Achieving effective telerobotic control of industrial equipment

Equipment which may be remotely operated, has some degree of on-board intelligence, and which for periods of time may operate autonomously, is referred to as telerobotic. Recent advances in electronics, computers and hydraulic equipment have dramatically reduced the cost and simplified the process of converting standard industrial equipment to telerobotic control. The benefits of telerobotic equipment include improved safety by removing the operator from dangerous situations, reduced maintenance costs and increased productivity. This technology has been proven in various military, nuclear, and police applications. The surface mining industry has expressed an interest in automation and is characterized by a willingness to use remotely operated equipment,
however, the majority of telerobotic equipment currently in use is experimental or prototypical. Potential applications of telerobotic equipment for surface mining include remote operation of equipment near dangerous highwalls and other unsafe areas, utilization of robotic trucks for routine hauling operations, and control of jointed equipment. In addition, component technologies of telerobotic systems are relevant to various forms of condition monitoring, operator feedback systems, and vehicle positioning. Attention must now be directed toward resolving more complex problems associated with enhancing feedback to the operator, improving the man/machine interface, and ultimately, improving efficiency. Removal of the human operator from the work site introduces significant complications in replacing the sensory inputs that an operator normally uses to
efficiently run his machinery. These can be difficult to define and even more difficult to replicate
remotely and may include restrictions pertaining to vision, hearing, and touch. In cooperation with Defence Research Establishment Suffield and the Alberta Research Council, Robotech Industries Ltd. is pursuing the development of additional technologies to further enhance an operator’s ability
to control remote telerobotic equipment.
These developments include a head-mounted display, additional control station displays and improvements to coordinated motion control software. Prototypes of these developments are expected to be completed and tested by the fourth quarter of 1997.
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Summary: Fording Greenhills first acquired GPS (Global Positioning System) technology with the commissioning
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Publication: CIM Bulletin
Author(s): Robin Sheremeta
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Summary: Computer modeling of smelting processes requires internally consistent equations for calculating the compositions of mattes and slags. That is, the sum of the calculated assays must total 100%. One set of equations that satisfies this requirement for copper produced under oxidizing conditions (pSO2 > one atmosphere pressure) is given by the following: %[Fe] = 62.0 – 0.775%[Cu] %[S] = 28.0 0.00125%[Cu] 2 %[O] = 10.0 – 0.225%[Cu] + 0.00125 %[Cu] 2 Mattes containing nickel in appreciable...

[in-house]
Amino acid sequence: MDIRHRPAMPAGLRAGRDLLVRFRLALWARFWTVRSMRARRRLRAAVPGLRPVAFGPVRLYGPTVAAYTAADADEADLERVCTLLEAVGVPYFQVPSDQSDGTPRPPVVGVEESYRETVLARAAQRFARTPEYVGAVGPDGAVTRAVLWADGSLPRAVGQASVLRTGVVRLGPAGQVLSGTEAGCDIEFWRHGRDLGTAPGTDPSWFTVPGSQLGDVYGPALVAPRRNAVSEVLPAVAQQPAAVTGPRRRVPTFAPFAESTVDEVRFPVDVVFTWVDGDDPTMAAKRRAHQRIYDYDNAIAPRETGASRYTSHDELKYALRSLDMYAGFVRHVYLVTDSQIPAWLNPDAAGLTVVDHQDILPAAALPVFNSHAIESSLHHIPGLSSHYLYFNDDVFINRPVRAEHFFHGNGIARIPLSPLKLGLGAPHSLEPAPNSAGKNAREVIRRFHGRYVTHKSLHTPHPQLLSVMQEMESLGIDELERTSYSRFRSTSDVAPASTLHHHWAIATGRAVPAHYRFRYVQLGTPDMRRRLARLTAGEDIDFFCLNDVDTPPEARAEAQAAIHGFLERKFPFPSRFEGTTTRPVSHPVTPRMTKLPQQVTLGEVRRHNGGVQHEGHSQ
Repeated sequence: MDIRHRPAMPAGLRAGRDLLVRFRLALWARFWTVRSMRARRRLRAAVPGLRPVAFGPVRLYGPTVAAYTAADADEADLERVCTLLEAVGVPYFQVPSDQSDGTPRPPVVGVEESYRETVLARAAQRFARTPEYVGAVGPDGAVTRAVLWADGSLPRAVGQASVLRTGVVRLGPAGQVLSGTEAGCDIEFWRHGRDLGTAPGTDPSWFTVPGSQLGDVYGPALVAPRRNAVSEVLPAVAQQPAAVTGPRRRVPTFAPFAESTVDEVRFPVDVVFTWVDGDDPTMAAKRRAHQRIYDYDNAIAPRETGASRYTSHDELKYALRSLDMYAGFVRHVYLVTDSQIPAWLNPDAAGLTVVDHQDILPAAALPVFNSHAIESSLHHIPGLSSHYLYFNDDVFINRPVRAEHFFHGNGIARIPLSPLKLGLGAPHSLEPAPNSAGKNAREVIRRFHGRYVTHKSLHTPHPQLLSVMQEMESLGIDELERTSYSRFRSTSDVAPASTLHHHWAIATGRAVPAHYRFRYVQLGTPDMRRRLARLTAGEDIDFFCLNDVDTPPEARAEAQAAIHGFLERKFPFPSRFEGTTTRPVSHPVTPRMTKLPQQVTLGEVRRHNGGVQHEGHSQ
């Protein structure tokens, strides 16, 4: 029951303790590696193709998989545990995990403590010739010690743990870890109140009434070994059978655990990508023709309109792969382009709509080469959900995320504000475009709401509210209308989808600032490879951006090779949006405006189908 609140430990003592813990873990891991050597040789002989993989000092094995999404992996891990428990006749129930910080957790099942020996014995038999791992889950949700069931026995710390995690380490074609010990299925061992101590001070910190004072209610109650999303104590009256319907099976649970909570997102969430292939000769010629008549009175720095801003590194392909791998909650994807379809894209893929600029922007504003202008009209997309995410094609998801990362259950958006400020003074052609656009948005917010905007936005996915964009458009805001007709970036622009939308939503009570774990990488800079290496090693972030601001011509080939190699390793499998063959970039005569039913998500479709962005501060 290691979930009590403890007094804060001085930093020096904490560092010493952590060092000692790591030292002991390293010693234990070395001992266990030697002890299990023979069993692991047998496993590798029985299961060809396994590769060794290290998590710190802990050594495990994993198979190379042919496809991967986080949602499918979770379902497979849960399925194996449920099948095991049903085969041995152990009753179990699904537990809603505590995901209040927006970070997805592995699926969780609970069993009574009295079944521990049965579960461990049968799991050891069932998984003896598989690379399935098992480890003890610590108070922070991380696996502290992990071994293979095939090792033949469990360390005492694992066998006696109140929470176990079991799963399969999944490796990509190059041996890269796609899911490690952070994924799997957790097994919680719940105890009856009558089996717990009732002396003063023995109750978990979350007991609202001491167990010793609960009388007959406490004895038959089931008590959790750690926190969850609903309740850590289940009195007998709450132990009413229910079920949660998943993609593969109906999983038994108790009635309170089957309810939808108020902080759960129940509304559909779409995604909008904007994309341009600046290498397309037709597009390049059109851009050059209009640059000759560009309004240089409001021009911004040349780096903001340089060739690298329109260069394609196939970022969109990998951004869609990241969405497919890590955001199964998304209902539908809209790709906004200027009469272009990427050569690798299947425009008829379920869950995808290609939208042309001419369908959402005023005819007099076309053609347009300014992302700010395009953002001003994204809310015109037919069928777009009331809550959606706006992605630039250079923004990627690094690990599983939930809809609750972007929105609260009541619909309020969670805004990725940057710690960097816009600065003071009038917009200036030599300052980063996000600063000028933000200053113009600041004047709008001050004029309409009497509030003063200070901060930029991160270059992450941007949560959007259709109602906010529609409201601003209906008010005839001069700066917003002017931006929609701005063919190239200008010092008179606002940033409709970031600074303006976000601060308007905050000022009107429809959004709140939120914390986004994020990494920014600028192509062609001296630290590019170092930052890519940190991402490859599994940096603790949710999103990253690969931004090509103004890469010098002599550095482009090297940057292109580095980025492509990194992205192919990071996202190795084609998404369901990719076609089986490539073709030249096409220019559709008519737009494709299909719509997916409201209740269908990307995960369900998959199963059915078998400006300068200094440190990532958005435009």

Publication: CIM Bulletin
Author(s): J. W. Matousek
Issue: 1002
Volume: 89
Year: 1996
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Summary: The Iron Ore Company of Canada (IOC) has been in operation for over 30 years. Today, and in the future, technology and its application will play an ever more critical role in the company’s business success. The Carol Mining and Concentrating (CMC) division of IOC is energetically applying technology today to enhance performance and results, and is aggressively exploring opportunities to apply technology to support improved business results in the future. A critical area of focus is the...
Publication: CIM Bulletin
Author(s): Grant J. Goddard
Issue: 1002
Volume: 89
Year: 1996
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Publication: CIM Bulletin
Author(s): Ian R. Muirhead
Issue: 1002
Volume: 89
Year: 1996
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Publication: CIM Bulletin
Author(s): Gordon T. McKenna
Issue: 1002
Volume: 89
Year: 1996
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Summary: It has been estimated conservatively that the costs of wear damage and friction in the Canadian mining and mineral processing industry amount to over one billion dollars per year. These are mainly incurred through the repair or replacement of worn parts and production losses from related equipment downtime. The selection and application of the most appropriate wear protection components and systems, can thus have a very significant influence on productivity, profitability and global competiti...
Publication: CIM Bulletin
Author(s): Rees Llewellyn
Issue: 1002
Volume: 89
Year: 1996
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Summary: While the mine developer looks for bigger and better orebodies in countries offering lower risks to development capital, the operator of existing mines is looking for bigger and better ways to use his existing resources. Mining operations today utilize a variety of stand-alone systems for planning and managing their operations. In both small and large mines, payroll, accounting, inventory, planning, and engineering requirements are met using a combination of manual and computerbased systems.
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Publication: CIM Bulletin
Author(s): Jim Gray, Jonathan Peck
Issue: 1002
Volume: 89
Year: 1996
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